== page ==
A textbook written by IU sociology professor Fabio Rojas has been removed from the curriculum of an upcoming Advanced Placement course on African American studies. Rojas is one of several authors cast out of the curriculum.
Florida Governor Ron DeSantis, announced in January he would ban the curriculum. However, the head of the College Board, David Coleman, says the changes were all made for pedagogical reasons, not to give in to political pressure.
The course has been in development for more than a decade and is being piloted in select schools across the country in 2024. It will cover content on Africa, slavery, reconstruction and the civil rights movement. However, according to a New York Times article, the updated curriculum removed the names of many Black writers and scholars associated with critical race theory, the queer experience and Black feminism.
Included in the cuts was Rojas, who wrote the textbook “From Black Power to Black studies: How a Radical Social Movement Became an Academic Discipline.” The book covers the history of disciplines of Black studies.
The book is often used in introductory African American Studies classes as an overview, Rojas said. There hasn’t been any official statement from the College Board with the exact reason the textbook was cut from the curriculum.
Students who take the AP African American Studies course will now review less material on the history and theory of Black studies, incarceration and the debate over reparation. Students will no longer be tested on these subjects, according to The New York Times.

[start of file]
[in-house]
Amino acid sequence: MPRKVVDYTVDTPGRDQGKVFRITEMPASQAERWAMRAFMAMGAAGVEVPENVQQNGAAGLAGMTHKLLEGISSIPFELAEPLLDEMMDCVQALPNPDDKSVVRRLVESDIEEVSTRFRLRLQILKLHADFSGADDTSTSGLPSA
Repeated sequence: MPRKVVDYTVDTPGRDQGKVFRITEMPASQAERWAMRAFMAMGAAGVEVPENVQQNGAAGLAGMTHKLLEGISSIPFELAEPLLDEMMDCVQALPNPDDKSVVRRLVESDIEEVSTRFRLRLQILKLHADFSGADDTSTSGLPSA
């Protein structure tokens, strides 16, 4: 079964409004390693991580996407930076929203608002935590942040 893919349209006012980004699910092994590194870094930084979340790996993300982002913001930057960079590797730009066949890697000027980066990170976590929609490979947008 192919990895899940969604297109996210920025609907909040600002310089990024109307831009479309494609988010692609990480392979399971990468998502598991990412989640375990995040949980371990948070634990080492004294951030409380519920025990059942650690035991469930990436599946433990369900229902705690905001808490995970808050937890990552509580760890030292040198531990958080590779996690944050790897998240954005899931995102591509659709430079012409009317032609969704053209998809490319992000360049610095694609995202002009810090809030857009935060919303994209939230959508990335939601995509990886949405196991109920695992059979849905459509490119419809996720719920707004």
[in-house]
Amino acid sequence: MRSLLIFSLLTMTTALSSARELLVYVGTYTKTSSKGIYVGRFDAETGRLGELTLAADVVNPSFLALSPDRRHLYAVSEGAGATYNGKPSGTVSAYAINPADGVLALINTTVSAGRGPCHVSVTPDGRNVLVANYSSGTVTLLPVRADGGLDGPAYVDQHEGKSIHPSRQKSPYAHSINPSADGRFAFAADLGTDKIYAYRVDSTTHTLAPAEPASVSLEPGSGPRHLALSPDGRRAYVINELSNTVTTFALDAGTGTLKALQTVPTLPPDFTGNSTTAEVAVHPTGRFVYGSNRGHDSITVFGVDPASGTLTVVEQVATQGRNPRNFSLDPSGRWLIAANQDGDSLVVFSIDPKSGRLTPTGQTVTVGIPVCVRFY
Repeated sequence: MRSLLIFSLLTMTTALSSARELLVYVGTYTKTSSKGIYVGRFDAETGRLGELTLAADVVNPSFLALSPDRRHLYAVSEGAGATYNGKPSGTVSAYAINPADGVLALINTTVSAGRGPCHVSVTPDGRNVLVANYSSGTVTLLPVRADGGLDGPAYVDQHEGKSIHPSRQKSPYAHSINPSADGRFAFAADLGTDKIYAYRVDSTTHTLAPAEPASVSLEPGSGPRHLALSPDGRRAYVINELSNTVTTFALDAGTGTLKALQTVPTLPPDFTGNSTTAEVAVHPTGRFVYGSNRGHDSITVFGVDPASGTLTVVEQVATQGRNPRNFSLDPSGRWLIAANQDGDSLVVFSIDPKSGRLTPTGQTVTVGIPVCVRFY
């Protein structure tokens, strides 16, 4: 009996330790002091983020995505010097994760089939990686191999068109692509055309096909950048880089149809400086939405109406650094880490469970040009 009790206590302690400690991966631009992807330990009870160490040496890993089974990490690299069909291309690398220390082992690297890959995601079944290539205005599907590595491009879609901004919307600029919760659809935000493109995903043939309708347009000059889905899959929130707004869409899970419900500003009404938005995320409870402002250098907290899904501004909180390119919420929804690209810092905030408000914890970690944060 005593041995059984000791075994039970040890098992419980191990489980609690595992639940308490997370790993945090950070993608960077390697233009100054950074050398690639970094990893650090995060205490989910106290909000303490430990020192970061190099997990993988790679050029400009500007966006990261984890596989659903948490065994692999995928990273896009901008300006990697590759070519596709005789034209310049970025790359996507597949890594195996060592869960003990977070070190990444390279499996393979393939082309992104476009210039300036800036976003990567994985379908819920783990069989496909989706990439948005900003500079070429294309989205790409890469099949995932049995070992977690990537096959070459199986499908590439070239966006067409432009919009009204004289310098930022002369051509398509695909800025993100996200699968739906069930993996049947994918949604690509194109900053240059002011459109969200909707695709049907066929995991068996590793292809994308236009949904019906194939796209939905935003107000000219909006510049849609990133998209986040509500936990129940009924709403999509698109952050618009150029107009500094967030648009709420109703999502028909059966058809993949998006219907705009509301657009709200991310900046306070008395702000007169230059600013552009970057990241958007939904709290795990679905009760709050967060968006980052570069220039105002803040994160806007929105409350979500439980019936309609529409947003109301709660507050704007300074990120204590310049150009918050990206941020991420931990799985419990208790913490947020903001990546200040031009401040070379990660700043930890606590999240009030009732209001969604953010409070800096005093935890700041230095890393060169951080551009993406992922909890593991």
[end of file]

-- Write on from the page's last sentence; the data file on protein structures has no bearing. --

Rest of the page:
“Almost everyone who got cut is still alive,” Rojas said. “So, we are talking about current living knowledge.”
Rojas said that the cut curriculum is important to learn because African American studies is always evolving and alive. He said by reading this living and current knowledge, students are getting today’s perspective. The removed topics offer contemporary arguments surrounding intersectionality, a topic that was cut from many different textbooks. Intersectionality is a framework that explains how different aspects of a person’s identity affect their discrimination or privilege.
“Without these topics, the modern critical perspectives are missing,” Rojas said. “Students would benefit from learning these topics, even if they didn’t agree with it. It would trigger interesting and reflective conversations.”
Regardless of political disagreements, Rojas said the message deserves to be out there.
“There is nothing to prevent people from writing a curriculum that could be downloaded for free or at a low cost,” Rojas said.
Even without the AP stamp of approval, Rojas believes some students would seek out these textbooks and the message would remain out there.
“Don’t do outrage,” Rojas said. “Do action.”